Thursday, July 7, 2011

I want a professional, not a social worker.

Our imp isn't talking. It's not just "he doesn't talk much" but more like "at all." Oh, he says a few things, but he's not nearly where he should be for how old he is.

So, we did what any responsible parents would, and took him to a speech therapist to get an assessment. The therapist was a part of the still-standing outstanding hospital system in Joplin, and was very good. She noticed a few things about him, and says he definitely needs speech therapy.

Then, she made the mistake that makes me doubt her abilities and professionalism: she recommended the state-funded programs. The ones that send a therapist to your home to help with your under-three.

Thank you, no. I will not have a social worker in my home. I'd really rather not have one attempting speech therapy with my son, or any type of therapy. If my son is doing speech therapy, he's doing it with a real speech therapist that has a degree in it, and has done that and only that for his/her career. I will not permit someone with a degree in social work with a few credit hours in language acquisition to provide "therapy" to my son that may or may not help him learn to talk.

I'm more than capable of doing the research and learning enough to do that much. We neither need nor want government involvement in our family.


  1. Maybe he doesn't have anything to say?

    I'm serious---HE has two very articulate parents (from your writing skills shown on your blogs)--he may prefer to listen?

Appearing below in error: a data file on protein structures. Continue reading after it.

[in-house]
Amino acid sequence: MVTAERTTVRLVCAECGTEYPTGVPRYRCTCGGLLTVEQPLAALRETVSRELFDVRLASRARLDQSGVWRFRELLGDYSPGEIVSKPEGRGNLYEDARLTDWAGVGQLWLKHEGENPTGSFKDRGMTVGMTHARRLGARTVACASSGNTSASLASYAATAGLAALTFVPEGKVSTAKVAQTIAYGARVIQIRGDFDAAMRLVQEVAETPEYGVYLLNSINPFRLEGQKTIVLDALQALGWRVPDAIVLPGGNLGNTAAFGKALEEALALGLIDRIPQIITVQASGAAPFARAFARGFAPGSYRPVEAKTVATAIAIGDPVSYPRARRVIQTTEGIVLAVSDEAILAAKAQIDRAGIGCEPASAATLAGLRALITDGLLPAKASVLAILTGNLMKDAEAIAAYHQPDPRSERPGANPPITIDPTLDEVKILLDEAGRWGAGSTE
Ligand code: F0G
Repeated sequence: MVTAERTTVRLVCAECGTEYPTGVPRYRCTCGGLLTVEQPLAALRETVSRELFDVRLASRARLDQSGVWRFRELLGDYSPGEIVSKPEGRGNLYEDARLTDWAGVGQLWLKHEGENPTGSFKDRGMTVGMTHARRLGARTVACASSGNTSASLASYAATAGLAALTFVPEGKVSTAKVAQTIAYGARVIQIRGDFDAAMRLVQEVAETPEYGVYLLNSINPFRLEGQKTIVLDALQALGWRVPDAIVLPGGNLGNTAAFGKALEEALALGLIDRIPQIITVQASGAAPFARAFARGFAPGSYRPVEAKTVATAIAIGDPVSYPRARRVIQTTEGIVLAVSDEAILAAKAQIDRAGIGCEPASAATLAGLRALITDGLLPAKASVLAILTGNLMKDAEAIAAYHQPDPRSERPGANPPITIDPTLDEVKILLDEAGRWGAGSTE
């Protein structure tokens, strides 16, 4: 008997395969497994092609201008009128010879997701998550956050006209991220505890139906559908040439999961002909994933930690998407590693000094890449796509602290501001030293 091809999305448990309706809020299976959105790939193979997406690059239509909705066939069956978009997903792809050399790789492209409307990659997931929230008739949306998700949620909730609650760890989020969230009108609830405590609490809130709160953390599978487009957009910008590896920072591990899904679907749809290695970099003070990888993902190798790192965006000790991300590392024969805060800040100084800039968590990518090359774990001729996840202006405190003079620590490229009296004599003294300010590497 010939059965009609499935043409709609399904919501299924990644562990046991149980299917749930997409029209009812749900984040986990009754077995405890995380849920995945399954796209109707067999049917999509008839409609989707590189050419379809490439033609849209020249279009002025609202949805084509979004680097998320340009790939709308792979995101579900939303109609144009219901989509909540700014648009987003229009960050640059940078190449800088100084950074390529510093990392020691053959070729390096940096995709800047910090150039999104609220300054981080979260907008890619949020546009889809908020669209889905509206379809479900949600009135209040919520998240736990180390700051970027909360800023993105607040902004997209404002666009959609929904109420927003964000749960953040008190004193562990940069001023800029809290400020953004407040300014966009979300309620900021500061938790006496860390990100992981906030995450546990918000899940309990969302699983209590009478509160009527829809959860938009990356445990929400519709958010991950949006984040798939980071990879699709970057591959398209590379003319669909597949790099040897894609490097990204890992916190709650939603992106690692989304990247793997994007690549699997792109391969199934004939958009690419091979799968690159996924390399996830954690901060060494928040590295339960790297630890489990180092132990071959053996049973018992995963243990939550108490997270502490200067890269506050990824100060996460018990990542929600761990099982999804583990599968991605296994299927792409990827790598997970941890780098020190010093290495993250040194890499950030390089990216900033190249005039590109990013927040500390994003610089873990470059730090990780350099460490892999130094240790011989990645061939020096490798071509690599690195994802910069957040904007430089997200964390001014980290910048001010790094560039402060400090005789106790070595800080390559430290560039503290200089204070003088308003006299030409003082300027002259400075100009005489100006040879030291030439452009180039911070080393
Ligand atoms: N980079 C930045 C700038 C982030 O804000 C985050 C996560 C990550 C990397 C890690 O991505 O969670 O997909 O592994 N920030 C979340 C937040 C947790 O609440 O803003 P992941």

Does he pay attention to instructions, etc.?

    Yes, if therapy is needed get a hotrospro!

  2. "hotrospro!"

    Oops---GET A PRO!

  3. My brother had some pronunciation issues as a child (He would talk, it just wasn't very intelligible to anyone who didn't spend a lot of time around him). My parents took him to a "real" speech therapist (someone who had even done some medical training, like to learn the anatomy of the speech organs). A few months and he was a lot better. I am pretty sure this was a private-practice person recommended by our pediatrician; I remember my mom taking my brother to her office (which was in her house) for sessions.

    I presume your son interacts normally with other people and such, and the speech is the only problem? (My minister and his wife are going through a diagnosis process to see if their young son might be autistic; he doesn't really speak but also won't make eye contact and doesn't like to interact with people)

  4. Oh, the imp *loves* people. He makes eye contact and is very affectionate--with people he likes. For a while, he wanted nothing to do with playing with me, and had decided that he doesn't like my mother very well and won't play with her, now. Honestly, he preferred to play by himself in his room until the baby was born. Now, he wants to come out into the living room and play with us all.

    He doesn't like to play children's games. He doesn't like children's songs (except for "Old MacDonald" since it has critters, and it's one of his books). He likes other children, until they start acting like brats. He doesn't talk. He's barely intelligible to us, most of the time.